Scott Hollister, associate professor of oral surgery at the U-M Medical School and professor of biomedical engineering at the College of Engineering, can discuss 3-D printing in health care. He uses the technique to make materials for tissue reconstruction. He has worked on a tracheal reconstruction device for children, and on materials for complex facial reconstruction. He can be reached at (734-647-9962 or firstname.lastname@example.org.
Victor Li, professor of civil and environmental engineering and materials science and engineering, can discuss self-healing materials. He has developed a self-healing, bendable concrete designed to bend and crack in narrow hairlines rather than break and split in wide gaps, as traditional concrete behaves. It could lead to safer, more durable infrastructure. Watch a video about it at http://www.youtube.com/watch?v=pvpoe_6KwEU. He can be reached at (734) 764-3368 or email@example.com.
Enhanced nutrition to drive health at the molecular level
Dana Dolinoy, assistant professor of environmental health sciences at the School of Public Health, explores how environmental exposure to chemical, nutritional and behavioral factors alters gene expression and affects health and disease. The American Society for Nutrition selected Dolinoy as the 2011 recipient of the Kretchmer Award, given to a young investigator for a substantial body of independent research with potential relevance to improving child health. She can be reached at firstname.lastname@example.org.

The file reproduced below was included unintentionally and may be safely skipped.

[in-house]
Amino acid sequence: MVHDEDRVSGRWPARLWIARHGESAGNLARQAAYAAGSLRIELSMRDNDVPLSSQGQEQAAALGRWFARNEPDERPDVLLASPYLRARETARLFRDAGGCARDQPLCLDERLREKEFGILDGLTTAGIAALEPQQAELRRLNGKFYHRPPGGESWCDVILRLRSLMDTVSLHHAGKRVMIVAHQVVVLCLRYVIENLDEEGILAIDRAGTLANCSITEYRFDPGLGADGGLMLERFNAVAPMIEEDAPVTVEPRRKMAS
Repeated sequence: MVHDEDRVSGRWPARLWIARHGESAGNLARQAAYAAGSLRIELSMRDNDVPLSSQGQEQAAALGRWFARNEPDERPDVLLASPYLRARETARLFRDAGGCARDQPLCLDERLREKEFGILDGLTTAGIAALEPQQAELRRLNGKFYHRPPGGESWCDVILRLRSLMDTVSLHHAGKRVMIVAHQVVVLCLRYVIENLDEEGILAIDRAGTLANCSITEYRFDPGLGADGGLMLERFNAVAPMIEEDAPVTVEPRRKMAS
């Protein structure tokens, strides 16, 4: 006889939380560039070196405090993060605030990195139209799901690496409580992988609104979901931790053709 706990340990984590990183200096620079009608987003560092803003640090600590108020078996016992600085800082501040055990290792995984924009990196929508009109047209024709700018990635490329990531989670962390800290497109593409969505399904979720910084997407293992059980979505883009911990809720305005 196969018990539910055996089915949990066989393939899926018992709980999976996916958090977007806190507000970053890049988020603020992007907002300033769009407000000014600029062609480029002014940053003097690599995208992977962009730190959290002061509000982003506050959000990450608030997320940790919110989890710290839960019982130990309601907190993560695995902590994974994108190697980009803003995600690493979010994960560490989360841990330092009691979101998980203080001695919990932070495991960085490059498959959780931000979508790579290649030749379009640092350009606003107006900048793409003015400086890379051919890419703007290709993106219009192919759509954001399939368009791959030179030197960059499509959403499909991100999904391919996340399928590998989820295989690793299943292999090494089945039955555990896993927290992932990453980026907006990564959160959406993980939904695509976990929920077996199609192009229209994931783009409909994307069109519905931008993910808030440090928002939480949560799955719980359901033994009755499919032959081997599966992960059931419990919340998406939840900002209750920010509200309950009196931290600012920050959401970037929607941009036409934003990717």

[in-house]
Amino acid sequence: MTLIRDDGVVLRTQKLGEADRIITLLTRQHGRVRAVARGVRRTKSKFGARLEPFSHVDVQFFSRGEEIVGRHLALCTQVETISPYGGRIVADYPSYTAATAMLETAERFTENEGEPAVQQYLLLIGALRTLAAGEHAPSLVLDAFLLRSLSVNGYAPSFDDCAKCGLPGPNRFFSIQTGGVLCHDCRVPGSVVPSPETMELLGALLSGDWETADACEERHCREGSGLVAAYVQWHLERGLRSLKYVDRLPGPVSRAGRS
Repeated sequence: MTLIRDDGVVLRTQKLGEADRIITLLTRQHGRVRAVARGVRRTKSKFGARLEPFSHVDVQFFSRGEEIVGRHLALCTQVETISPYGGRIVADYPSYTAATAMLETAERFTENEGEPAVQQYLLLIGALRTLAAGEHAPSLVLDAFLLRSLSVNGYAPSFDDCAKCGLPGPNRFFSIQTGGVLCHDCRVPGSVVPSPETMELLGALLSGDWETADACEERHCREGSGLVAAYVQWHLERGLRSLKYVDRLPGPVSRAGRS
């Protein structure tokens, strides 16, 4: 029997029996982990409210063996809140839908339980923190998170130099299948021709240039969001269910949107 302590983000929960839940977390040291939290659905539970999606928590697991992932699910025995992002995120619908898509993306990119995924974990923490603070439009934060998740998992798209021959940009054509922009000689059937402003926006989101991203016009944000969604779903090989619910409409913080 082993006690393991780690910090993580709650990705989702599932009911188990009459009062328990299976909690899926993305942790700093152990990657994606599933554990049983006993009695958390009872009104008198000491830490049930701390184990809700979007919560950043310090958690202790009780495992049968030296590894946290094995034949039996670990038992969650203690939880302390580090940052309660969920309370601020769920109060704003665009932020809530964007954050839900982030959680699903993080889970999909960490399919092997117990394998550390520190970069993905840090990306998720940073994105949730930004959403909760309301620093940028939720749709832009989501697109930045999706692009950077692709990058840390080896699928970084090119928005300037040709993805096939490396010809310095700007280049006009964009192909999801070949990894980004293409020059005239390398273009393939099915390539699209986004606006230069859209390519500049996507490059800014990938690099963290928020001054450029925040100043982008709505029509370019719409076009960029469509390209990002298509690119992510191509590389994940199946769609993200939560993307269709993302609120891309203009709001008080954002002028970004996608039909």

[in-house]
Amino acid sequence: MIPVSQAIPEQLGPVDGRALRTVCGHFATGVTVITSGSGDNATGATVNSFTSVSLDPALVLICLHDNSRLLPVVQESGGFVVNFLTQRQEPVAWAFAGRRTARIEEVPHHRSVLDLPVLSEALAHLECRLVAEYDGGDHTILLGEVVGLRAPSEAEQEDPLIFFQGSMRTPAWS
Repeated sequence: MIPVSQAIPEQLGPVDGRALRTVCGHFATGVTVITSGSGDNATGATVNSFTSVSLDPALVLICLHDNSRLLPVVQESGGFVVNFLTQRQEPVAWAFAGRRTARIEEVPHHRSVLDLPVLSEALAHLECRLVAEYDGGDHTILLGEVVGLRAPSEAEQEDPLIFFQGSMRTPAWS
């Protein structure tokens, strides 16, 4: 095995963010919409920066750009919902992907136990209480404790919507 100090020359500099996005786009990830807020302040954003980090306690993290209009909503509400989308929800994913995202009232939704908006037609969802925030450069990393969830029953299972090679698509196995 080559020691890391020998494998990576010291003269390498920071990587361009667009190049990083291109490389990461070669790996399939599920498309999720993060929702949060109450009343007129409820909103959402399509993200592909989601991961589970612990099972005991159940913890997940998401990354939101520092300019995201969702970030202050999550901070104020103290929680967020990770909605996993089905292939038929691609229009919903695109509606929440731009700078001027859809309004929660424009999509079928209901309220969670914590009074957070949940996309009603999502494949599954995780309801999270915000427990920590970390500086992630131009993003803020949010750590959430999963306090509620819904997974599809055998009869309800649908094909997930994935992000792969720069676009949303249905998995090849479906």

Sharon Kardia, professor of epidemiology, looks at gene-environment and gene-gene interactions and the development of novel analytical strategies to understand the complex relationship between genetic variation, environmental variation and risk of common chronic diseases. Kardia is director of the U-M Life Sciences and Society program, which focuses on the need for society to address the social and ethical implications of the revolution in the life sciences. She can be reached at (734) 763-1871 or email@example.com.
Peter Mancuso, associate professor of environmental health sciences and faculty member of the graduate program in immunology at the School of Public Health, is an interdisciplinary scientist who brings expertise in physiology and immunology to study the effects of environmental factors (tobacco smoke exposure), nutrition and obesity on molecular mechanisms that impact pulmonary host defense against infection. Prior to his career in academia, Mancuso was employed as a food scientist in research and development in the food industry. He can be reached at (734) 615-5158 or firstname.lastname@example.org.